The first Bond novel to be published after Flemings death was Colonel Sun and this was written by...hum hum...Kingsley Amis



Amis wrote, I believe, unless I'm missing something, two Bond books in total. Colonel sun, and The James Bond Dossier. (Though I thought there was a third called the Book of Bond. can't find it.)

2. Roald Dahl wrote the screenplay for the Bond movie: You only live twice. He also co-wrote the screenplay to another Fleming flick, Chitty Chitty Bang Bang.

I bet you all knew all this already and I am just displaying my complete and utter ignorance. However, I do wonder what other odd celebrity connections there are to the James Bond series.

also, Jimmy Bond was played by Woody Allen.


*The pseudonym ended up being used for only one novel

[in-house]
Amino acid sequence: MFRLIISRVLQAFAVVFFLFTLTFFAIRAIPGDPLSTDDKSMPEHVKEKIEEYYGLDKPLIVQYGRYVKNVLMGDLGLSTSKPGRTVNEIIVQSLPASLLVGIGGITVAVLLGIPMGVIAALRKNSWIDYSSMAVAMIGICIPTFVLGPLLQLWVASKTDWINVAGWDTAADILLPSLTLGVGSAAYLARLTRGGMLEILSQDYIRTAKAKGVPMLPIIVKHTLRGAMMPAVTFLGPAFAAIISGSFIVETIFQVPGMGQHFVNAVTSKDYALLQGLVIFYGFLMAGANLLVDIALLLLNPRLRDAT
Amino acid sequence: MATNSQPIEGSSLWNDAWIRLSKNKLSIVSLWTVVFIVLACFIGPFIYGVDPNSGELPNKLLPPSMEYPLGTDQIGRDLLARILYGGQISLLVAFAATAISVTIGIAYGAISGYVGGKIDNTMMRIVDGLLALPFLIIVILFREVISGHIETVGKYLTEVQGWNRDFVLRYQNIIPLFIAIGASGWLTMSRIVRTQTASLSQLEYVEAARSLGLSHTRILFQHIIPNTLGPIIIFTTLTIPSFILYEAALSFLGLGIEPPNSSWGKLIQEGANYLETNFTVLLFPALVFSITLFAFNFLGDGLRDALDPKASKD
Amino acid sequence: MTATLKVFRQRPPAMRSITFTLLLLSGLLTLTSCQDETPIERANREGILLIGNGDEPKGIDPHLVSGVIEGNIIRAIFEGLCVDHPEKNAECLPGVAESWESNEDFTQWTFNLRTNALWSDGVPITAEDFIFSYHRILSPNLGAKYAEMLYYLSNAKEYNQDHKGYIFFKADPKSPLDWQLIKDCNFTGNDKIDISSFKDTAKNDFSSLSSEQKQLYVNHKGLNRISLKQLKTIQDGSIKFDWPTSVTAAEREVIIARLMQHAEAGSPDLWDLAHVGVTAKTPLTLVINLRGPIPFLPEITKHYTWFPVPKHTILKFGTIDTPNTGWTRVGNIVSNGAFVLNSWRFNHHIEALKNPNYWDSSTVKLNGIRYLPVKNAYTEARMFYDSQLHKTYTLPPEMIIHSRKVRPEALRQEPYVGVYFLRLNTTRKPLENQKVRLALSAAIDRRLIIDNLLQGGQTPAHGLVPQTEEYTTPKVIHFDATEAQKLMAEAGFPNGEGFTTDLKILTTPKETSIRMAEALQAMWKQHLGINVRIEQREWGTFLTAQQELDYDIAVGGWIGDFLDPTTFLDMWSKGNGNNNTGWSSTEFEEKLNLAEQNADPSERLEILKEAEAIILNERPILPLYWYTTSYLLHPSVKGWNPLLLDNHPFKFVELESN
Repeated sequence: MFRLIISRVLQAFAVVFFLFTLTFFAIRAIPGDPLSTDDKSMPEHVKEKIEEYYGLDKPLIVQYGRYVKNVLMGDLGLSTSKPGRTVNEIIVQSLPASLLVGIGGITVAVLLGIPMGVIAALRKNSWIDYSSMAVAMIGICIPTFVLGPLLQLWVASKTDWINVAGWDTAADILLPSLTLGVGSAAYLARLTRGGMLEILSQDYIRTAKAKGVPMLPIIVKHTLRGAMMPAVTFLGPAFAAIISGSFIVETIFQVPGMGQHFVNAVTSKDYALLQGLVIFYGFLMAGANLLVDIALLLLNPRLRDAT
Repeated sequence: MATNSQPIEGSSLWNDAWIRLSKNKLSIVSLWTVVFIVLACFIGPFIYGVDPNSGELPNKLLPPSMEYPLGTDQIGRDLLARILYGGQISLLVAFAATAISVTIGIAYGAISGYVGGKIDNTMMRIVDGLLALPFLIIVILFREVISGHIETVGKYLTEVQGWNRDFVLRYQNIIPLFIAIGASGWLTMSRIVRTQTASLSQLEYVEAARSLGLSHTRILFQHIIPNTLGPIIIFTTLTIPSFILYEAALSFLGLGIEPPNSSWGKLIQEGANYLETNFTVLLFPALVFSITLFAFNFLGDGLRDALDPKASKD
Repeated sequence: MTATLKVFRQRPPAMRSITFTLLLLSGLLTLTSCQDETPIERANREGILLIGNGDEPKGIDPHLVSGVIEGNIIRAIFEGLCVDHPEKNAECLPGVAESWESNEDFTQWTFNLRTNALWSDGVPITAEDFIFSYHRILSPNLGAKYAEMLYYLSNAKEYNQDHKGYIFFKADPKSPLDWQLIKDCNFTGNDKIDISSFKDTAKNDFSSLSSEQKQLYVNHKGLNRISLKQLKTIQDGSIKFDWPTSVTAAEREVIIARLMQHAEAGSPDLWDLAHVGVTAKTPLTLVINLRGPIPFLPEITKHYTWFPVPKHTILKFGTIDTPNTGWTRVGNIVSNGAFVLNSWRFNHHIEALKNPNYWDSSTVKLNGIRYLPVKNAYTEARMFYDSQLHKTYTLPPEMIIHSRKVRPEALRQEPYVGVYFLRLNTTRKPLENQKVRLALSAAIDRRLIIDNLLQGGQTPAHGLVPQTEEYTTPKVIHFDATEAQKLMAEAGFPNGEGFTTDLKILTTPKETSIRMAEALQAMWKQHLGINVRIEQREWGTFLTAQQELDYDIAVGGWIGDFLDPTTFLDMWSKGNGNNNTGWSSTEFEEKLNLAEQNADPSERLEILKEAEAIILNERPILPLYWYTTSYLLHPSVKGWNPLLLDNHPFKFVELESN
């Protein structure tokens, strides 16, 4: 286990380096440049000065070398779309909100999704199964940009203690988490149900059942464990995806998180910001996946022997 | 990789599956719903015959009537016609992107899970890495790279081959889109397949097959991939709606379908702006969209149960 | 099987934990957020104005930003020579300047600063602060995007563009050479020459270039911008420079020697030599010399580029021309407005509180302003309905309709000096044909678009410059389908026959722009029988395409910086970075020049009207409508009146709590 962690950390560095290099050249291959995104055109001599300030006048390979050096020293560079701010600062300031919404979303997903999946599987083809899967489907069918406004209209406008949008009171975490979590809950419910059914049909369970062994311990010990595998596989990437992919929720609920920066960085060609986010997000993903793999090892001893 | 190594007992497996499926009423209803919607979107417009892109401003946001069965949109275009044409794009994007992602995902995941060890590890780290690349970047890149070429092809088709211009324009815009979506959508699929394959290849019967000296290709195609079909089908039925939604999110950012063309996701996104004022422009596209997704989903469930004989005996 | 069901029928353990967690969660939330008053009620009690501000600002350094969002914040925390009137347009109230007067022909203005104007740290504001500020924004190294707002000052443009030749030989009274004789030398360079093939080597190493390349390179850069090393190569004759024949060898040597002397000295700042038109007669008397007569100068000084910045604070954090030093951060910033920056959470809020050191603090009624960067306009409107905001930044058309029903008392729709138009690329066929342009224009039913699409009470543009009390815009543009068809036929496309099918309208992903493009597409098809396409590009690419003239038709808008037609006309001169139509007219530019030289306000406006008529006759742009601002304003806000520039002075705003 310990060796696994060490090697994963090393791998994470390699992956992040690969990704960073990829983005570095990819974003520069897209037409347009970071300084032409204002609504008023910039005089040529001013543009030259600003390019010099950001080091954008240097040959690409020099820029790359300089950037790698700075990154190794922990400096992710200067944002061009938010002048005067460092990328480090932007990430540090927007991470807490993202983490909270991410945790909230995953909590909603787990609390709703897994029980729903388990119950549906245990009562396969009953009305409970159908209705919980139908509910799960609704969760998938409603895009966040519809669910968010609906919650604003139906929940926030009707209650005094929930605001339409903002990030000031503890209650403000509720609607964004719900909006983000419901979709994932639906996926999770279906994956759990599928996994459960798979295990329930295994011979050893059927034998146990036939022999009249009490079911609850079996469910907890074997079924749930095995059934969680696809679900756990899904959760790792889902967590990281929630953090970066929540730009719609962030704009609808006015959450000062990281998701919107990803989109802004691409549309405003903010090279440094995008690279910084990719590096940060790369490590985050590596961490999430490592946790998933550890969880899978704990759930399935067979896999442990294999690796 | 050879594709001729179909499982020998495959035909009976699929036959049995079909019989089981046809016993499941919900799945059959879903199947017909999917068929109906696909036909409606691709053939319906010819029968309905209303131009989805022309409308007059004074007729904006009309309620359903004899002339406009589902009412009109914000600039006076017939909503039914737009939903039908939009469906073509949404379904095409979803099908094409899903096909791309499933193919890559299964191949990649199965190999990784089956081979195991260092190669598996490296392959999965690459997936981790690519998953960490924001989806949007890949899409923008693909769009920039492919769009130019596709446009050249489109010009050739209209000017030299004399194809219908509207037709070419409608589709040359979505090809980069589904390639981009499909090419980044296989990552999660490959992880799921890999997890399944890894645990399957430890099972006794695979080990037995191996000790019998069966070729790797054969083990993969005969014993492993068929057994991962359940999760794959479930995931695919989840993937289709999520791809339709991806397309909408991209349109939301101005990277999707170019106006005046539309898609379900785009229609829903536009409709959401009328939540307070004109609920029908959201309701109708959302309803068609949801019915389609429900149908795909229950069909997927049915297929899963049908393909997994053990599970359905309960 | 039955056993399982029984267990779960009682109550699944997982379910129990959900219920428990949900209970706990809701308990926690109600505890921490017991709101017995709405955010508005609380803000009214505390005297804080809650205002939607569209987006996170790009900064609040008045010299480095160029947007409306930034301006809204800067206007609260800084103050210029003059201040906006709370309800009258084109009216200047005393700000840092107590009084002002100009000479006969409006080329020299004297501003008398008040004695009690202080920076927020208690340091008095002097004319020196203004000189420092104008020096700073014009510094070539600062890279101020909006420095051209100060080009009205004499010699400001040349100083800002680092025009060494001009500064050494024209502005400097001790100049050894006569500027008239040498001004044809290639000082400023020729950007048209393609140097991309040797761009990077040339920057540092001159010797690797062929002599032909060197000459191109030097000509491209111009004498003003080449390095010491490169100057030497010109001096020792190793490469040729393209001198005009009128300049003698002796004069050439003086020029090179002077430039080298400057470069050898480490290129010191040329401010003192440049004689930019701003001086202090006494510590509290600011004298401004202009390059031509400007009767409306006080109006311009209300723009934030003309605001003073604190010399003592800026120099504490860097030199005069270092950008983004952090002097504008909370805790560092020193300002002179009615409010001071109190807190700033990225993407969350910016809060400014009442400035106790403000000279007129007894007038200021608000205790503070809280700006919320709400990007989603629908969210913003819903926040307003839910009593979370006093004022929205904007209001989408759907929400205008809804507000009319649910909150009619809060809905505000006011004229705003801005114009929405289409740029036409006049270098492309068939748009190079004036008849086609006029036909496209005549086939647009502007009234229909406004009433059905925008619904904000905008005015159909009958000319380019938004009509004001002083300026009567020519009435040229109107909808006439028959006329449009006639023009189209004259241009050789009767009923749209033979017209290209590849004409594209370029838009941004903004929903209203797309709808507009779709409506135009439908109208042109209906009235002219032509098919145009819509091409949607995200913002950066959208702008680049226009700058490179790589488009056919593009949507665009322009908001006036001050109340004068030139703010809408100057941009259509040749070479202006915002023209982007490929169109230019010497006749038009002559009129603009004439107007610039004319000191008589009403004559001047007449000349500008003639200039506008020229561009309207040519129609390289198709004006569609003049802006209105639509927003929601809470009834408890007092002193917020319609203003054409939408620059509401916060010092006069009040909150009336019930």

brackett
13894.  Sun Jan 16, 2005 10:15 am Reply with quote

veering off the topic ever so slightly but sticking with Roald Dahl. I have just read, as well as seen a picture, that in the first edition of Charlie and the Chocolate Factory the Oompa Loompas were not, as the movie suggest- little elves who look like they have stepped of the set of The Wizard of Oz. Nor were they like the long golden haired Hippies as later editions of the text would suggest. Nor were they futuristic punks with mohawk hairdos and clothing that suggest they belong with the Lost Boys in peter Pan, as the Quentin Blake cartoons would have you believe. But congolese pygmy slaves.

The following is an a little nugget from the biography I am reading on Dahl, concerning the oompa loompas. The book is Roald Dahl, by: Jeremy Treglown.

"...a tribe of 3,000 amiable black pygmies who have been imported by Mr Willy Wonka from 'the very deepest and darkest part of the African jungle where no white manhad been before.' Mr Wonka keeps them in a factory, where they have replaced the sacked white workers. Wonkas little slaves are delighted with their new circumstances, and particularly their diet of chocolate. Before, they lived on catipillars, beetles, eucalyptus leaves 'and the bark of the bong-bong tree.' "

 
Jenny
14245.  Fri Jan 21, 2005 10:41 am Reply with quote